What To Do
by JAREK CZECHOWICZ
The movement of thought is a natural flow of creation, just like the wind or the ocean. Yet it might not seem that way when you are caught in the midst of problems. You have probably heard people say that they feel as though they are drowning when talking about their worries. Its a significant metaphor. When you go swimming you know whether you are wet in the water or dry on the land. However you might not have realised, that your attention is similarly immersed in an ocean of thought. You can get out of it and rest on the shore of freedom to watch the flow of thought. But the busy mind asks: "Who will get things done? What about my problems? What can I do?"
Realise that whatever you are looking at is changing before your very eyes. When you look at something you think you know it. You look away from it, and back again, and there it is just as it was. This perception is incorrect because in reality the thing has changed, albeit imperceptibly. Eventually it will change so much that the form you thought you knew will become unrecognisable. And notice that you are changing as well.
A concept is a way of mentally holding onto, or grasping, a reality that is constantly changing.
The customary way of seeing things is in terms of creation and destruction. However this does not reflect the subtlety of what is really happening. Looking beyond conditioned concepts you will see one form flowing into another.
Sometimes this happens suddenly as in a natural disaster, yet often it happens very gradually and imperceptibly. For example some of the water molecules in your body evaporate into the air and become a part of anothers body through inhalation. Some of the dead skin tissue from anothers body falls to the ground and becomes part of the dust under your feet. These are just two examples of what happens at many levels.
Once you notice these transformations in what appears as the outside world then you can more easily turn your attention to the flow of your own thoughts. Be aware that you can get caught in the trap of thinking about thinking. This can be very enticing and difficult to escape. It was overlooked by centuries of philosophers and it prevents you from knowing yourself to be free.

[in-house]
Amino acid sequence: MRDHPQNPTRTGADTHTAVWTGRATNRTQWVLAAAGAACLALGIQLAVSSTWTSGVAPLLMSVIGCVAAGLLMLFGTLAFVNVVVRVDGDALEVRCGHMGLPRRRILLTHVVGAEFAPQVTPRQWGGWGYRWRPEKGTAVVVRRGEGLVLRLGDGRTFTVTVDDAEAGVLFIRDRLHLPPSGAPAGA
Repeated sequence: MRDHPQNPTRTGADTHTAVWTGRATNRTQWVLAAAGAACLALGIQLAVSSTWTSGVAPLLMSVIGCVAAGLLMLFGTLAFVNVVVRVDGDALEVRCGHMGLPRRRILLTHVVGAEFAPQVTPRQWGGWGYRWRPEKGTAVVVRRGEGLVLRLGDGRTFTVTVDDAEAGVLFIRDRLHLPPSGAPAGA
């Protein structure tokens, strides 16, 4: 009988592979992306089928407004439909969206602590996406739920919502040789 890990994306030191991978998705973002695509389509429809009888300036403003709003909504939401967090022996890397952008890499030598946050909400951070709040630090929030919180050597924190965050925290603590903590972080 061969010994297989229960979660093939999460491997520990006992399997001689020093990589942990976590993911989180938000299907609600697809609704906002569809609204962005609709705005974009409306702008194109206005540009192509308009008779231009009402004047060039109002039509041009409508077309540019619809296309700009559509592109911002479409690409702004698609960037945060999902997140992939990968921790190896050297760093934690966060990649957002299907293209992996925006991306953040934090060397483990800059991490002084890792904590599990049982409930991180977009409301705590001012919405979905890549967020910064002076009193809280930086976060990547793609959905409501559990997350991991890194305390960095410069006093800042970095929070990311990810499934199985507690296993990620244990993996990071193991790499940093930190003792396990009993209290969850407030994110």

Look with a relaxed focus beyond concepts, into the inner space that holds your thoughts. This is somewhat like looking into the physical space between objects, where there is really nothing on which to focus. With this relaxed focus your attention is not snagged by any particular thought or form. Here your thoughts and actions are seen as part of the arising and flow of consciousness. This is the beginning of freedom.
Unfortunately any desire to be free prevents you from experiencing freedom because your attention becomes snagged by the desire. If the snag dissolves and you think, "I'm free", then you become snagged again, this time by the idea of being free. The idea of freedom is not freedom just as the idea of a tree is not a tree. When you think Oh theres a tree then you miss its magnificent presence. Yet this happens so often with so many things that it is considered normal. See how often you forfeit the experience of reality for the experience of concepts.
Im not proposing that you abandon thinking, to never think again. It is a different experience of thought, a different experience of life. Before awakening you take your thoughts seriously, and they can make you suffer.
Stop mental suffering by questioning your thoughts. Recognise the habitual reactive patterns that define you as a limited and local entity. Every challenging experience is an opportunity to observe your own conditioned responses. From time to time pay more attention to your thinking than to the perceived problem, and feel the space that holds your thoughts. The way you think about a problem is an integral part of the problem.
You are greater than you think. To be in the world is to be conceived, to become a concept. Thats why its called conception. To be in the world but not of the world is to transcend the limiting conceptual state of consciousness. The first concept is that there is an 'I'. Then there is something other than I, another object, another creature, or another person. This initial sense of 'I' is the beginning of the proliferation of thoughts. In other words, the mind perceives increasing numbers of things that are 'not I'. Then it wishes to understand them, to know the relationship between them, and its place within those relationships. This can only be done through fixed concepts. Consequently things are seen in very limited terms of whether they can help you, or harm you, or neither, or both.
The mind tries to grasp whatever arises, whereas the heart flows with whatever arises. The mind sees everything as being outside of itself. The heart sees everything as being within itself. Once you realise all things are parts of yourself then you know how to treat them, and you know what to do.